[TUHS] man-page style

Eric Allman tuhs at eric.allman.name
Wed Nov 28 10:09:12 AEST 2018

[I sent this almost a week ago, but it never showed up, probably because
my From address didn't match my subscription address.  Apologies if this
is a dup.]

On 2018-11-19 07:35 , Clem Cole wrote:
> As I said, if man had been maintained as the primary >>manual<< style
> interface and /usr/doc/<PROG>/foo.ms <http://foo.ms> as the primary
> scheme (which >>IS<< what BSD did), then you don't fail the rule of
> least astonishment. 

On 2018-11-19 09:39 , Theodore Y. Ts'o wrote:
> I'm not convinced the original BSD man page for, say, "make" is really
> sufficient to learn how to use make effectively w/o the expanded,
> non-man page write up in BSD Unix's Programmers Supplementary
> Documents.  So I dare say the goal that the man page should be the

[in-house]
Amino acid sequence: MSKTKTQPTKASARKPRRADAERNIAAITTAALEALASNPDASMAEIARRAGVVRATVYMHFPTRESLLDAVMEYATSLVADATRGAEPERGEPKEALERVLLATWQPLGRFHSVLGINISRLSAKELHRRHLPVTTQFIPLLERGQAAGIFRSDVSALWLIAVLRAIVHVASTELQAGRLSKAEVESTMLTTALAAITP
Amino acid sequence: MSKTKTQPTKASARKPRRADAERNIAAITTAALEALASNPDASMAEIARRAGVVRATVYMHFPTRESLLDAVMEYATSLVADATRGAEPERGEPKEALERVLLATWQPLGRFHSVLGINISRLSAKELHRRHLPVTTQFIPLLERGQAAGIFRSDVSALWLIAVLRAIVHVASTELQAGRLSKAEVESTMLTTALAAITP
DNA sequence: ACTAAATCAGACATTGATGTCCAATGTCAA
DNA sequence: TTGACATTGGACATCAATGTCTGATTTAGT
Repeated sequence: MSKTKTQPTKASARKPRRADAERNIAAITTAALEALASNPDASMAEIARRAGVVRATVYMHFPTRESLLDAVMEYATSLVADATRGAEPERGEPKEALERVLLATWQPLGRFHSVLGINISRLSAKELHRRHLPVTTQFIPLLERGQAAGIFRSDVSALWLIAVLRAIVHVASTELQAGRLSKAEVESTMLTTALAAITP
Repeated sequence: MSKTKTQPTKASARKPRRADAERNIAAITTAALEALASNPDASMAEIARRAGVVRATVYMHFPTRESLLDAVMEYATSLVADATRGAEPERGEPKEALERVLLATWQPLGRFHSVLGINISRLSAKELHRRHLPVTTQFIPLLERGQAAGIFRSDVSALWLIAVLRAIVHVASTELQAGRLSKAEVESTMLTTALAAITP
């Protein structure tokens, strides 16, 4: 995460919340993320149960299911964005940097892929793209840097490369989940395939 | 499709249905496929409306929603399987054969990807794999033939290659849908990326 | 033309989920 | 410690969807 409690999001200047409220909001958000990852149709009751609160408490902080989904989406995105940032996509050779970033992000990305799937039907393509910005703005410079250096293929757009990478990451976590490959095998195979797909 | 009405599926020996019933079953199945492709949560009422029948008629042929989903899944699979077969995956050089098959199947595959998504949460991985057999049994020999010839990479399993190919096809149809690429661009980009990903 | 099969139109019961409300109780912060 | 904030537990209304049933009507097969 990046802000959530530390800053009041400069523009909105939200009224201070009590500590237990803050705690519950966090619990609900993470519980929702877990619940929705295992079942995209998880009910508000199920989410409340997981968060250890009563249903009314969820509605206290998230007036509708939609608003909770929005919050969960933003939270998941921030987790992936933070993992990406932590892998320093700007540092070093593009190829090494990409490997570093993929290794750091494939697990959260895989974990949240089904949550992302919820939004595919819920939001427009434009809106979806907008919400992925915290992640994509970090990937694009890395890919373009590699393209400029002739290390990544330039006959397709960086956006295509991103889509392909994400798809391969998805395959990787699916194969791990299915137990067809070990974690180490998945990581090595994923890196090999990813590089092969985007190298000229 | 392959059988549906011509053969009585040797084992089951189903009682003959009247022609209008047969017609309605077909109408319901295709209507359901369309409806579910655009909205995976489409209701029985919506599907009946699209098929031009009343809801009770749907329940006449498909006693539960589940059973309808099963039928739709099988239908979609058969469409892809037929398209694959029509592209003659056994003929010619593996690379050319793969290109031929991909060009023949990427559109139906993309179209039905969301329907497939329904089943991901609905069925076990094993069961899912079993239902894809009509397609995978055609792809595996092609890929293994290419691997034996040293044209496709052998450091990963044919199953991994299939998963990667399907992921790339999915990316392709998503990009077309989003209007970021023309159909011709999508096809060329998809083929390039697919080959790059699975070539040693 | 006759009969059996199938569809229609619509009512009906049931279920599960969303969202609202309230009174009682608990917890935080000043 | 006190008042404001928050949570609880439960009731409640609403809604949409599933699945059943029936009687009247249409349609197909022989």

> primary manual was a bit of an aspiration goal as well.

The /usr/doc/<PROG>/... convention started at least as far back as 7th
Edition (and I think 6th as well).  There was no attempt to make the man
page for yacc or troff document everything you needed to know --- they
basically listed the command line arguments and gave you a pointer to
the real manual, which went into far more depth than would be feasible
in a man page, sometimes including things like tables and figures (using
tbl and fig, of course).

Speaking of troff, that was interesting documentation.  Ossanna's
documentation told you exactly what all of the commands did, but didn't
say why they did it.  Many of the features seemed absolutely crazy at
first.  I probably read that document 50 times when writing the -me
macros, every time having a light bulb go off in my head.  I finally
concluded that _everything_ was needed to do something useful, and you
could do pretty much _anything_ with the available tools (including
things like page balancing).  A master work of design, and blissfully
complete documentation (even if a bit obscure to the newbie).


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